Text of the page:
Bogan played 49 games for the Bulls and has fond memories of his time at USF. He believes that the coaching staff deserves a lot of credit for his development, and he still follows the team closely.

“I feel like they put me in a great situation,” Bogan said. “There were a number of great wide receiver coaches there that really helped me. I learned a lot from Coach [Mike] Canales, and then they brought in Coach [Phil] McGeoghan. He played in the NFL, so he knows what it takes to get there and he helped put me in position to make the league. He taught me a lot and helped me improve my route running. USF prepared me pretty well for the next level. I still spend a lot of time in Tampa. I’m alumni now, and I watch every single game.”

Bogan had a stellar career at USF and will try to duplicate that success in San Francisco this season. His rookie season was a disappointment, but Bogan’s best football is likely still ahead of him.

Jawanza Poland’s improvement allowing Bulls to succeed in Big East

This season, Jawanza Poland has emerged as a significant contributor for USF men’s basketball. After playing a limited role last year, he has moved up the depth chart because of his scoring ability and defensive intensity. Poland is the team’s second-leading scorer, averaging 9.5 points off of the bench.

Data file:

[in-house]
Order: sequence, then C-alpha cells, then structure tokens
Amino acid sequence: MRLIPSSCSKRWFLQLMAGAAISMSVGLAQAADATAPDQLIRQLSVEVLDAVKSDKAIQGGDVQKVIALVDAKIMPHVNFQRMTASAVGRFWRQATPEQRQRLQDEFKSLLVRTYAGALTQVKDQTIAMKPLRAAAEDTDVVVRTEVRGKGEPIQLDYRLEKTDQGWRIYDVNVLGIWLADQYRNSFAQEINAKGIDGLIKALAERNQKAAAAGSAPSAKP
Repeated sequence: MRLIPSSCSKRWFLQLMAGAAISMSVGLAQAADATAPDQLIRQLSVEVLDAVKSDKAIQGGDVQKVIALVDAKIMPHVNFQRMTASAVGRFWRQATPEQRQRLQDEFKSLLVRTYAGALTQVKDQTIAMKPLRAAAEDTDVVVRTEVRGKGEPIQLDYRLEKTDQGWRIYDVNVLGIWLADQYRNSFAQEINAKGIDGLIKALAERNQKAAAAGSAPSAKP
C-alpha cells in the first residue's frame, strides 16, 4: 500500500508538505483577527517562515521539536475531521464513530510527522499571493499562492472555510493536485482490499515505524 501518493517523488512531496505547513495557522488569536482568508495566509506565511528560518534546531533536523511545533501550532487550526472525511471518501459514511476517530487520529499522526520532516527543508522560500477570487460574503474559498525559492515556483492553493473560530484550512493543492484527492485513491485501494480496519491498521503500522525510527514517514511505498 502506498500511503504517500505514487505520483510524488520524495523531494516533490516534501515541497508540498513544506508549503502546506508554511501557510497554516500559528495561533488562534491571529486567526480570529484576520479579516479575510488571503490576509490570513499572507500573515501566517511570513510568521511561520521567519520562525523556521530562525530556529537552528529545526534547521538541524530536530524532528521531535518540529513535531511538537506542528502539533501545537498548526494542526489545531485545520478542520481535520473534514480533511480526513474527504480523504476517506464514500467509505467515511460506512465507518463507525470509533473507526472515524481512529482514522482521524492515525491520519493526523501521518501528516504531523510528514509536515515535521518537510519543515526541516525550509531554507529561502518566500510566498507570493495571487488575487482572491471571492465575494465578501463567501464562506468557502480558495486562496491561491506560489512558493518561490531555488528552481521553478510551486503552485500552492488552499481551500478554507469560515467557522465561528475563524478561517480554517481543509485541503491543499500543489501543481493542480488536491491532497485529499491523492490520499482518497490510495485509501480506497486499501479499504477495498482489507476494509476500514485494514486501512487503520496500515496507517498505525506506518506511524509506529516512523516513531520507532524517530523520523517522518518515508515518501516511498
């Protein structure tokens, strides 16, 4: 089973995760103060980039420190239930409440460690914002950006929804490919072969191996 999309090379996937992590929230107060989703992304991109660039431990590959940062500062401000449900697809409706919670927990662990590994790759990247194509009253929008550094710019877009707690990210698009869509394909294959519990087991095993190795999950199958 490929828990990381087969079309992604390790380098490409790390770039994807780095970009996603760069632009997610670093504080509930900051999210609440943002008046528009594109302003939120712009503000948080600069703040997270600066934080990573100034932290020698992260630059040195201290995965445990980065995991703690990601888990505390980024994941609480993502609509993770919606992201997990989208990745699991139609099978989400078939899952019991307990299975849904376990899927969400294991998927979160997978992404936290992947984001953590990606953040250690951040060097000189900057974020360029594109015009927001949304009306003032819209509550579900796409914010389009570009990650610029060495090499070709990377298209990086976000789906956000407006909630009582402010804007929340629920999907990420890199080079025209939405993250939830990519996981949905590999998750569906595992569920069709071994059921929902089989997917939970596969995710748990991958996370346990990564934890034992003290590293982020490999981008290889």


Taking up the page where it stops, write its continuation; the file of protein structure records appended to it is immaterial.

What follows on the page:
The Bulls currently sit at 15-10, including eight wins against Big East opponents, and Poland deserves a lot of the credit for the team’s turnaround. The name “Jawanza” means dependable, and that’s exactly what Poland has been this season, according to Josh Dentel, the USF Bulls Insider for

“USF is having one of their best seasons in 20 years, and a large reason for that is the improvement of Jawanza Poland’s game,” Dentel said. “Last season, Poland took the most shots on the roster but was only making around 32 percent of his attempts. He had the ability to drive to the hoop, but Poland struggled at finishing around the rim. This season, Poland is shooting 42.5 percent from the field and improving as a scorer. One look at Poland’s stat line doesn’t necessarily say that he has improved, but with some investigation, he has done quite a bit to help this team in the 2011-12 season.”

“I grew a lot over the past year,” Poland said. “I’m more mature now and ready to take on a bigger role. Over the summer, my teammates and I woke up every morning at 7 a.m. to run a few miles on the track and then go to open gym together. I worked a lot on my dribbling and shooting skills.”

Poland didn’t take the traditional route to USF. After high school, Poland enrolled at Cowley Community College in Kansas and turned heads with his athletic ability. He was named the conference’s Freshman of the Year and was ranked the third-best shooting guard in the junior college ranks.